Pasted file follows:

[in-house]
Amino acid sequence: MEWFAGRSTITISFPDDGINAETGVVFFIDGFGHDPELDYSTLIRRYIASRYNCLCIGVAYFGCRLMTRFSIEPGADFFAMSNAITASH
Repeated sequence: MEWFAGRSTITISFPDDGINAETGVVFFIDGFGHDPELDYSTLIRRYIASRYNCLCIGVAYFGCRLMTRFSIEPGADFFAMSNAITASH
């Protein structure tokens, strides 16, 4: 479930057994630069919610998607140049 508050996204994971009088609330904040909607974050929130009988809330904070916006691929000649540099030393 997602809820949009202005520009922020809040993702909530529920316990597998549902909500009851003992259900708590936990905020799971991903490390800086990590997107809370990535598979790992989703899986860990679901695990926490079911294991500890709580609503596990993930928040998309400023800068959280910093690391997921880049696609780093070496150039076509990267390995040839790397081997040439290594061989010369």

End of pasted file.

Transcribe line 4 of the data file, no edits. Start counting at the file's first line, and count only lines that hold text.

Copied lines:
């Protein structure tokens, strides 16, 4: 479930057994630069919610998607140049 508050996204994971009088609330904040909607974050929130009988809330904070916006691929000649540099030393 997602809820949009202005520009922020809040993702909530529920316990597998549902909500009851003992259900708590936990905020799971991903490390800086990590997107809370990535598979790992989703899986860990679901695990926490079911294991500890709580609503596990993930928040998309400023800068959280910093690391997921880049696609780093070496150039076509990267390995040839790397081997040439290594061989010369």